On Wednesday, I’m presenting on the topic of Enterprise Java at DCU (Dublin City University) , in conjunction with Trigraph.
I’ll blog later about bits and pieces of the slides (for commercial reasons I can’t publish the full set here), but the overview is below.
||Success or failure in your business depends on dealing with information faster and better than your competitors. This briefing shows you how Enterprise Java tools can do this and how to apply them to your organisation. Crucially, the briefing shows you when not to use Enterprise Java and details the alternative approaches.The briefing will give delegates an overview of the Java Web development environment, how to architect and distribute multi-tier applications and how to link these components with existing sources of information using Enterprise Application Integration (EAI). Most business have substantial investments in existing and legacy IT systems and the briefing will show how to integrate these with techniques such as JMS Messaging/ MQ Series, SOAP / XML or using the Java Connector Architecture (JCA).
As well as examining the main Java Application Server vendors (including Sun , IBM , Oracle , BEA and JBoss) the briefing will detail the technology stack that they offer. This stack includes Web presentation frameworks and SOA – Service Orientated Architecture at the Front end. In the middle (Business) layer this covers the capture of Business knowledge using Business Rule Engines and workflow (BPEL). At the back (Service) layer, this includes database integration using JDBC, and the Enterprise Service Bus (ESB).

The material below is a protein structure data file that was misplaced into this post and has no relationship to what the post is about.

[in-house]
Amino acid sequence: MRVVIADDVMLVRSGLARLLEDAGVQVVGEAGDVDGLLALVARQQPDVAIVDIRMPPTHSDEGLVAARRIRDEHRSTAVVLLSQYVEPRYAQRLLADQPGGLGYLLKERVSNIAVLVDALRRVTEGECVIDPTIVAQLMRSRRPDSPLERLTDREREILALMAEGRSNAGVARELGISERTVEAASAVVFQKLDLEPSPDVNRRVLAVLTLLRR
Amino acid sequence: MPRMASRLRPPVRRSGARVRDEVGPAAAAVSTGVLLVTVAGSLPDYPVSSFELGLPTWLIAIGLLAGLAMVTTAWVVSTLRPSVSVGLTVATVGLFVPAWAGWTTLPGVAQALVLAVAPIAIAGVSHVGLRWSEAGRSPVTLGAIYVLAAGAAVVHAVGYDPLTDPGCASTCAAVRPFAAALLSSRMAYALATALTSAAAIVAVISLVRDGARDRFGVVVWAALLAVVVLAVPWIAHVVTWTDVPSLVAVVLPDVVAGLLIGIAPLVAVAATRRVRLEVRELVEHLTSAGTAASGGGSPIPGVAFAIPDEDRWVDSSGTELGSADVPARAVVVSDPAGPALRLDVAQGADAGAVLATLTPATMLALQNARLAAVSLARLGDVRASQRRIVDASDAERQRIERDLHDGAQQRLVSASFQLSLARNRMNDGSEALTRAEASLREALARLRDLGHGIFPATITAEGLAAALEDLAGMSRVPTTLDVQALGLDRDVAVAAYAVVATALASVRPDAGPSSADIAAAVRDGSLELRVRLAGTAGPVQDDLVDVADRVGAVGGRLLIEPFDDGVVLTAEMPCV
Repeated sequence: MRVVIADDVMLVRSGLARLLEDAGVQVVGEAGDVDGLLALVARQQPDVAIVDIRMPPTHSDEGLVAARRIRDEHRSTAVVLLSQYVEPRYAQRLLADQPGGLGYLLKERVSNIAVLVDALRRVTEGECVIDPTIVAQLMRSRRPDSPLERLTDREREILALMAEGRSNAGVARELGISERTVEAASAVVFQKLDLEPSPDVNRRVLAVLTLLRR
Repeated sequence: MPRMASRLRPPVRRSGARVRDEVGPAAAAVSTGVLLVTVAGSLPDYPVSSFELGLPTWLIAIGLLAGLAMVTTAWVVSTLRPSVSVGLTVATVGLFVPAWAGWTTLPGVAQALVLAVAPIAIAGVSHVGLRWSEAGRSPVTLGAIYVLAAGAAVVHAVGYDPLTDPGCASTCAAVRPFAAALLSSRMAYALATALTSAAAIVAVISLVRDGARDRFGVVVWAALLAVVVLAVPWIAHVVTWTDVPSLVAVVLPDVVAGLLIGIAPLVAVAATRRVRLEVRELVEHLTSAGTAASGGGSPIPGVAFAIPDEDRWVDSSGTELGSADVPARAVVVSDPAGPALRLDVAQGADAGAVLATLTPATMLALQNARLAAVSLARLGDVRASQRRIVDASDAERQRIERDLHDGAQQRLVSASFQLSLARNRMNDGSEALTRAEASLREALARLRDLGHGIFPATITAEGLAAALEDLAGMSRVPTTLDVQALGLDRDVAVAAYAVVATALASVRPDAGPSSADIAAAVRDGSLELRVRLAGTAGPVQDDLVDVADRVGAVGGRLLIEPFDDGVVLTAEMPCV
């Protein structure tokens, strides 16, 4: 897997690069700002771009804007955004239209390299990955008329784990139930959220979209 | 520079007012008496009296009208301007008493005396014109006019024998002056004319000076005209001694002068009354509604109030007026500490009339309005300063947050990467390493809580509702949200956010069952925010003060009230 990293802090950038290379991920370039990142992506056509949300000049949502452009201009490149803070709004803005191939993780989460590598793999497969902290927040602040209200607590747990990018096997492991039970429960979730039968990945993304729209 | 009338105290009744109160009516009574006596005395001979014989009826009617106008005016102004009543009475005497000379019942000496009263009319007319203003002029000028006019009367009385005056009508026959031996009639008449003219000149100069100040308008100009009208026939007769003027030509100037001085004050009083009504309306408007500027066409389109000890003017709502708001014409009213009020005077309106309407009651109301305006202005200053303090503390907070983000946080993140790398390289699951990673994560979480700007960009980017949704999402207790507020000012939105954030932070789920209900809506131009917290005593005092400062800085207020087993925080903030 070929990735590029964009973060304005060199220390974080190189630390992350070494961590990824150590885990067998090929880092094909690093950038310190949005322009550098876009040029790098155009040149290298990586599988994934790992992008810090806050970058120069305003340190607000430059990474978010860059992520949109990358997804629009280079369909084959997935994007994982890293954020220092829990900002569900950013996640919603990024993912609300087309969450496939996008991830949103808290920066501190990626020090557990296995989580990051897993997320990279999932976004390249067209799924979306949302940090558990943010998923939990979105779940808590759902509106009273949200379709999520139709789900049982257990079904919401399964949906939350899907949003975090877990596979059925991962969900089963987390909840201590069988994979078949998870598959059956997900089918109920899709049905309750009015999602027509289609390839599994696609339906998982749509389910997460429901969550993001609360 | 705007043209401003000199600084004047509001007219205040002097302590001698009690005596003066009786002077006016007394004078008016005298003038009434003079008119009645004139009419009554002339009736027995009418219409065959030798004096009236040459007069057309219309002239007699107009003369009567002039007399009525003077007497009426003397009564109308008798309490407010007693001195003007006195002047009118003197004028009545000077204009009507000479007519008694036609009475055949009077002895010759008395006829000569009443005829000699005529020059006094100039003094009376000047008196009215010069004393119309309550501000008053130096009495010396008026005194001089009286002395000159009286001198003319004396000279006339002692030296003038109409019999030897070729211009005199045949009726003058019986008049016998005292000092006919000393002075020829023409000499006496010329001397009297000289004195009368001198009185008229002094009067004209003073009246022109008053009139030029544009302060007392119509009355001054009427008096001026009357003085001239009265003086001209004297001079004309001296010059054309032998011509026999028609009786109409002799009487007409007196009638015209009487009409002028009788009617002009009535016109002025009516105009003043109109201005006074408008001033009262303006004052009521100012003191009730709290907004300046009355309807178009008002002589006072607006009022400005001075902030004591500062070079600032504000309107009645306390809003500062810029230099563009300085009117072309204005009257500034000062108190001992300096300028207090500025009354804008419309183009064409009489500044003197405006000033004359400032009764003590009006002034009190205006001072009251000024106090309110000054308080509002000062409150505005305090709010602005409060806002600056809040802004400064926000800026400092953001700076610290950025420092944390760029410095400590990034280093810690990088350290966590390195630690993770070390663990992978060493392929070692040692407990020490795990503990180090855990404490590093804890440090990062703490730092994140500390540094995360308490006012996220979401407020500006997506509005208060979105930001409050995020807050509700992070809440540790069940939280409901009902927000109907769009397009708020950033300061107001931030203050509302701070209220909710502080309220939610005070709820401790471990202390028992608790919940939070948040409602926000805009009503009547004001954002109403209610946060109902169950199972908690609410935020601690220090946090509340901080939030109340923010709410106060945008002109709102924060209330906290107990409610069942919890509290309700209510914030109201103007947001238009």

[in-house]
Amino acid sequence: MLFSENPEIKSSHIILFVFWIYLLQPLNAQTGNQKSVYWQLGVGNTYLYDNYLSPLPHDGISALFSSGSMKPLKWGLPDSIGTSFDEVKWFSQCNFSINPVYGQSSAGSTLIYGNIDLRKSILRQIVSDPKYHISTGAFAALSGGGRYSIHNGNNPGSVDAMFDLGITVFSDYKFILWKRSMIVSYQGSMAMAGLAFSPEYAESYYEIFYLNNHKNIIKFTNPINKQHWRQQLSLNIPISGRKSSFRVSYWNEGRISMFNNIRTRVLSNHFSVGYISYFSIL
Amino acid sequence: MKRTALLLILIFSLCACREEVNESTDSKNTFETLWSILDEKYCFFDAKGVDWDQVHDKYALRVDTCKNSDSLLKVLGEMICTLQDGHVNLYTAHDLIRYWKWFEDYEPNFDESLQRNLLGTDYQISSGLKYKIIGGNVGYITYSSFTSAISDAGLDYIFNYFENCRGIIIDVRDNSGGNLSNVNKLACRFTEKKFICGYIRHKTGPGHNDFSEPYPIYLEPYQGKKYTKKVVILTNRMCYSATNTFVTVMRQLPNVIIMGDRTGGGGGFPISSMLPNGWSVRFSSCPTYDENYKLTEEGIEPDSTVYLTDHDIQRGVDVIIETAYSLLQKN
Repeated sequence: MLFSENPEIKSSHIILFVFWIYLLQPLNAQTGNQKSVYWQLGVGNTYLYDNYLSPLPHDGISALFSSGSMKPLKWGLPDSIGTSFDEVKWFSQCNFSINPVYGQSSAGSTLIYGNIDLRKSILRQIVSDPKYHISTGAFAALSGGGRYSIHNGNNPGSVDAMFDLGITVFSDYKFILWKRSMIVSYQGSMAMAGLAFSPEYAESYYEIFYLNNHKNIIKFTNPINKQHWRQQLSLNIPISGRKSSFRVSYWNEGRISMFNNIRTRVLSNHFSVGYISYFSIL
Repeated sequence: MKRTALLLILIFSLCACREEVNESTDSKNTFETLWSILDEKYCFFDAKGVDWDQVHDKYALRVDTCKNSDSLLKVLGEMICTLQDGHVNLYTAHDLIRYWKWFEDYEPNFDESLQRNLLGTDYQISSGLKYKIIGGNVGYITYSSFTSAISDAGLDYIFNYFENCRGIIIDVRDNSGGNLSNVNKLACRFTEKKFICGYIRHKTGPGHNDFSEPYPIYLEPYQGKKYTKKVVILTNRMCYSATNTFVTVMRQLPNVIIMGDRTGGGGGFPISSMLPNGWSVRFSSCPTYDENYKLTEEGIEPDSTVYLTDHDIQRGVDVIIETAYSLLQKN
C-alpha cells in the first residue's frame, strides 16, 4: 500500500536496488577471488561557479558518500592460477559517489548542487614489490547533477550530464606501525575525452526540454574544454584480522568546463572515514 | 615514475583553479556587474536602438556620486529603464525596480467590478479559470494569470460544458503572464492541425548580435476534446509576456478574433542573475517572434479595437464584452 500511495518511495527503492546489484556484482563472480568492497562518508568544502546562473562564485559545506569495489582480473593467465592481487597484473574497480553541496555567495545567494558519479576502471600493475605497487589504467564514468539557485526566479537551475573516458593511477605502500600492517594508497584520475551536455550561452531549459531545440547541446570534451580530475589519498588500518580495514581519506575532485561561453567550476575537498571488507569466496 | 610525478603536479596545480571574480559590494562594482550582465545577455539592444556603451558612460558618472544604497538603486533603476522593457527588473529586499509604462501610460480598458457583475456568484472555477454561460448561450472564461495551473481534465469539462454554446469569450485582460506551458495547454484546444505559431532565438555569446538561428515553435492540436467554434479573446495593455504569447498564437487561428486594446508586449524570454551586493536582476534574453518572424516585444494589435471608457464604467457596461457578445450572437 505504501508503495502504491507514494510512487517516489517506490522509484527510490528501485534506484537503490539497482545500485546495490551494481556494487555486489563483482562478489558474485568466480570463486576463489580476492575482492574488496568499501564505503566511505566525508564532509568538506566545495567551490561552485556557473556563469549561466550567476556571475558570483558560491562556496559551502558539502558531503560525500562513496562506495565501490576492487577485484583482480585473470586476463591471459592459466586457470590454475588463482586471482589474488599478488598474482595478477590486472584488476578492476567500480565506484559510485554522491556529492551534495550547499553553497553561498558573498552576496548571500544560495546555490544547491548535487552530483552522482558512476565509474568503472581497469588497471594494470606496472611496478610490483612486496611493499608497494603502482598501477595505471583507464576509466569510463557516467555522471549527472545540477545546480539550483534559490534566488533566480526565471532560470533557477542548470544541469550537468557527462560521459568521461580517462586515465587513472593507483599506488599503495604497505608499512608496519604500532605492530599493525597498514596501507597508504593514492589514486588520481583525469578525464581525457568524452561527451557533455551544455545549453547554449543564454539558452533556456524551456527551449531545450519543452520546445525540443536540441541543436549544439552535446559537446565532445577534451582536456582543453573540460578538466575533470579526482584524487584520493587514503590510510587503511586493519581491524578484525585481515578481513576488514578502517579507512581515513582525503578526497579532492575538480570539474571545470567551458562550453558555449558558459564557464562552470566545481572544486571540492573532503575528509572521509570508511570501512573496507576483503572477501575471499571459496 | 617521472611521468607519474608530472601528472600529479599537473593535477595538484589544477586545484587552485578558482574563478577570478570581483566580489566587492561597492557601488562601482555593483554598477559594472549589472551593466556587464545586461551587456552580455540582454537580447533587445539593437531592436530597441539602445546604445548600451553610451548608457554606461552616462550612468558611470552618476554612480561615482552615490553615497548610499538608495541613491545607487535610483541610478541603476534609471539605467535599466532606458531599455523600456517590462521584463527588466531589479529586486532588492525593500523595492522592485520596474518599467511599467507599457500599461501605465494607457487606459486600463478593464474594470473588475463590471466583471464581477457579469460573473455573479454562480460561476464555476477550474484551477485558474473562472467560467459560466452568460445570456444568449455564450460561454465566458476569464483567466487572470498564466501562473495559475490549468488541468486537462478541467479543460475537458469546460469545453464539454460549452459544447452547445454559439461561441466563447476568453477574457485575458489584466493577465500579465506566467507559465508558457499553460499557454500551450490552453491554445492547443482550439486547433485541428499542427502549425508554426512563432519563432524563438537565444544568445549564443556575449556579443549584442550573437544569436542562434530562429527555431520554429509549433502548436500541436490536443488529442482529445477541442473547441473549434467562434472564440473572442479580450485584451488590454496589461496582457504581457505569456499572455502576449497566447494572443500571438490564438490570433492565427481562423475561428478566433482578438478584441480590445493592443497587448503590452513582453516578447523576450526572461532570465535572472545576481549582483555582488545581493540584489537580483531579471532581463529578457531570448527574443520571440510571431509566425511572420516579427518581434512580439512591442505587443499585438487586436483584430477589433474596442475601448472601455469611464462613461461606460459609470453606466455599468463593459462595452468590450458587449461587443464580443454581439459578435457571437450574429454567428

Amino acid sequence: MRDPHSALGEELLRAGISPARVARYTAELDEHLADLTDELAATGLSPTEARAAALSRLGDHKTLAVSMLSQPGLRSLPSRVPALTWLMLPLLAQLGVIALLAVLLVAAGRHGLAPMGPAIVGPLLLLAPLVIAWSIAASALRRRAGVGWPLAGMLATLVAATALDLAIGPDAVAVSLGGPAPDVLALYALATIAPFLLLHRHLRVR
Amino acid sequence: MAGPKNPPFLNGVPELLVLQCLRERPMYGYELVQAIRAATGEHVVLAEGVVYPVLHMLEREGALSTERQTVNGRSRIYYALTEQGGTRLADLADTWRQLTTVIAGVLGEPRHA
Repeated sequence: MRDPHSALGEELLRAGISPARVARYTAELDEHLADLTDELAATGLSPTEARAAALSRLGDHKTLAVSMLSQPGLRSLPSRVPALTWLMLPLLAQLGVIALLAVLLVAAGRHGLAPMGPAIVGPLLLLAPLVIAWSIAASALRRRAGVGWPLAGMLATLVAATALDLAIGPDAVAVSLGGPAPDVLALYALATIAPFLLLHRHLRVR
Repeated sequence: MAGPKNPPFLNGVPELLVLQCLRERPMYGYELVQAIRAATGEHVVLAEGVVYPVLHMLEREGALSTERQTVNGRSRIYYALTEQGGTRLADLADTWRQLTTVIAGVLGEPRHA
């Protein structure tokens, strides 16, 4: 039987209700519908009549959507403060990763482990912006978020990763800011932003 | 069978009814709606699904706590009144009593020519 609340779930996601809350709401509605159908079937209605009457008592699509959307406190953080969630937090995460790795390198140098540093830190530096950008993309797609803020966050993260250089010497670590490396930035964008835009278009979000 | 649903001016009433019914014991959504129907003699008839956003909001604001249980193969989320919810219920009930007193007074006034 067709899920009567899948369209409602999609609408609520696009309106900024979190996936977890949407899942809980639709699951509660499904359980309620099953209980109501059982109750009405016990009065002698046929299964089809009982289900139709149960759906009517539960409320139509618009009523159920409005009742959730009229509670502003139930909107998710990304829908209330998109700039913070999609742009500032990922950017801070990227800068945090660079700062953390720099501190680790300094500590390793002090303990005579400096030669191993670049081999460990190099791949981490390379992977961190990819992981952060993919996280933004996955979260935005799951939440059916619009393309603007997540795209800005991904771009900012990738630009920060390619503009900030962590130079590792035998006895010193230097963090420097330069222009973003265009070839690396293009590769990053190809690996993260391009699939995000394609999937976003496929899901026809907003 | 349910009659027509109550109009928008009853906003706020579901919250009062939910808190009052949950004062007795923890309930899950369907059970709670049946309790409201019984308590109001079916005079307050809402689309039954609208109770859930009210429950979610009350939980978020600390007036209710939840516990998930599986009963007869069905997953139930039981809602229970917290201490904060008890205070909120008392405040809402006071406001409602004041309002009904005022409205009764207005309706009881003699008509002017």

|What Problem are we trying to solve?Where Java Fits in Enterprise Computing.
Enterprise Application Integration (EAI).
A Componentised & Connected Enterprise.
Enterprise Java Architecture Overview.
Enterprise Java Platform Roles.
Benefits to the Enterprise.
Alternatives (.Net , PHP , Oracle , Lightweight Java Frameworks , scripting)
Scripting Languages and Enterprise Java (Ruby, Python, Groovy)
Vendors (IBM, Oracle, Sun , Bea , JBoss and SAP)
Vendor Specific Solutions (e.g. Oracle Fusion / ADF , IBM MQ )
Market Trends – Resource availability (can we get the people to do this?)
Foundation Technologies & Techniques.
Enterprise Web 2.0 and Service Orientated Aritecture (SOA).
Integrating with other Systems ( Legacy Systems, Oracle etc)
Enterprise Java Beans 3
Middleware (MOM, Rule Engines, Workflow)
Java on the (Enterprise) Desktop
Web Services / Enterprise Service Bus
Best practices (Code standards, Build standards, Version Control / Iterative Development / Junit)
UI Layer: HTML, Servlets, JSP, XML/XSLT.
XML’s Role in the Enterprise.
Application Tier: EJB, JNDI, JDBC, JDO.
Java Connector Architecture- JCA
RMI, CORBA/IIOP, SOAP.
Security – Application and Server Level
Java Access & Authorization Service (JAAS).
Object-Orientation & UML.
Frameworks (Struts , JSF, ADF, DWR, Spring, Hibernate)
Enterprise Java Application Architectures.
Overview of Enterprise Application Servers.
Commercial Application Servers.
Distributed Application Models with Enterprise Java.
Enterprise Java Application Server Basics.
How to Choose a Enterprise Java Application Server.
Enterprise Java Application Architecture.
Building a Enterprise Java Application.
Deploying the Application.